The family of Kate Middleton's late royal nurse Jacintha Saldanha is speaking out, five years after the woman's tragic suicide. In a new interview with Australia’s WHO magazine, Jacintha's 20-year-old daughter, Janice Pinto, and 21-year-old son, Junal Barboza, candidly opened up about still grieving her 2012 death.
"The first few years were the hardest," Jacintha's daughter said. "She would call me every day at 6 p.m., just before she went to work. To check up. You know, ‘How are you doing? How was school?’ That phone call is what I miss every day." Her son added, "It has just been perseverance. It’s just been a case of having to keep going. Keep going for her."
Jacintha's husband and children in 2012. (Photo Credit: Getty Images)
Nearly five years ago when Kate was pregnant with her first child, Prince George, now 4, she was admitted to London's King Edward VII Hospital where Jacintha was working as a night nurse. That evening, two Australian DJs, Mel Greig and Michael Christian, called the hospital and pretended to be Queen Elizabeth and Prince Charles seeking information about Kate's well-being. Jacintha, not realizing it was a prank phone call, proceeded to tell the men that the Duchess was suffering from Hyperemesis gravidarum.
After the news of Kate's royal pregnancy was released to the world through Jacintha's admission, the mom-of-two felt such immense "guilt and shame" that she hanged herself three days later on Dec. 7, 2012. At the time, the radio DJs said they were "deeply saddened" by Jacintha's death. Prince William also penned a letter to the nurse's family expressing his and Kate's grief. "We were both very shocked to hear about Jacintha, and have been thinking a lot about her recently. Many of the nurses in the hospital spoke highly of her and I’m sure you know how great a nurse she was," he wrote.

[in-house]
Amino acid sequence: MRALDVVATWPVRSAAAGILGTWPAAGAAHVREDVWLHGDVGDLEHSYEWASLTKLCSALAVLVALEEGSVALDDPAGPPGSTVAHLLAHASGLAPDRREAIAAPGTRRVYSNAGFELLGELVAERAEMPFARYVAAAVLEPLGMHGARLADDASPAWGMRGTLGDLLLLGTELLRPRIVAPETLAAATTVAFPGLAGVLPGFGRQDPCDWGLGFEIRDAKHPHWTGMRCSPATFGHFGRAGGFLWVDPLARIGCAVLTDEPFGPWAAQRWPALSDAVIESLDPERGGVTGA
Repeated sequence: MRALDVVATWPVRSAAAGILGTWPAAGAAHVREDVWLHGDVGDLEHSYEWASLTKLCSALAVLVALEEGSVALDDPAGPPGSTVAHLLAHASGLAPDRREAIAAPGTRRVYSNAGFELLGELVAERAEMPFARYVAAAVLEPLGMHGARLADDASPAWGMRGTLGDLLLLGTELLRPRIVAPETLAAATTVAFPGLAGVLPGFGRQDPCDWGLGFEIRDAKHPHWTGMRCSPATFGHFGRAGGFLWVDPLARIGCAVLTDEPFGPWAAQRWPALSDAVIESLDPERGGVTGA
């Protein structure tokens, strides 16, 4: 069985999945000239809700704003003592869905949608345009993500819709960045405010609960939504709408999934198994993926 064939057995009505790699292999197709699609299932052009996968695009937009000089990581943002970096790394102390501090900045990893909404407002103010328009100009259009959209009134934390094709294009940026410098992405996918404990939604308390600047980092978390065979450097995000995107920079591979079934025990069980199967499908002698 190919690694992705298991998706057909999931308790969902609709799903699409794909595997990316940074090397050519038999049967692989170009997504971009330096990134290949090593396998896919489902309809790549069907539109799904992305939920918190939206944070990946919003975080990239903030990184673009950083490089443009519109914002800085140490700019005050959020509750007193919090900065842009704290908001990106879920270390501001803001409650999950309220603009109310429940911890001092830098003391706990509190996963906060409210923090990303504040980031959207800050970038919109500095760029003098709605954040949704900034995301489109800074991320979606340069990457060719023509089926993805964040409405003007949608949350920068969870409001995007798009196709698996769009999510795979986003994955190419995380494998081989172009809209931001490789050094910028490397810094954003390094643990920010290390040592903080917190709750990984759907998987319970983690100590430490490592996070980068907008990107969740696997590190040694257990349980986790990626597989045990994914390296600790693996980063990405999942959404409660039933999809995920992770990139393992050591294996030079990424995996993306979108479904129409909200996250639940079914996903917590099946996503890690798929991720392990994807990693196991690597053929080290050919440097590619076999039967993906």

Today, Jacintha's husband and children are establishing a hospital in Mangalore, India, in her honor. "My dad’s idea is really amazing. She had plans to open a nursing home or do something for the elderly or the sick, so it’s something she would really want," her daughter said. Her son added, "She was the sort of person who would always go the extra mile to help a family member, and we’ve had a number of significant letters from people within the medical profession telling us just how good she was at her job."
If you or someone you know is contemplating suicide, call the National Suicide Prevention Lifeline at 1-800-273-8255.
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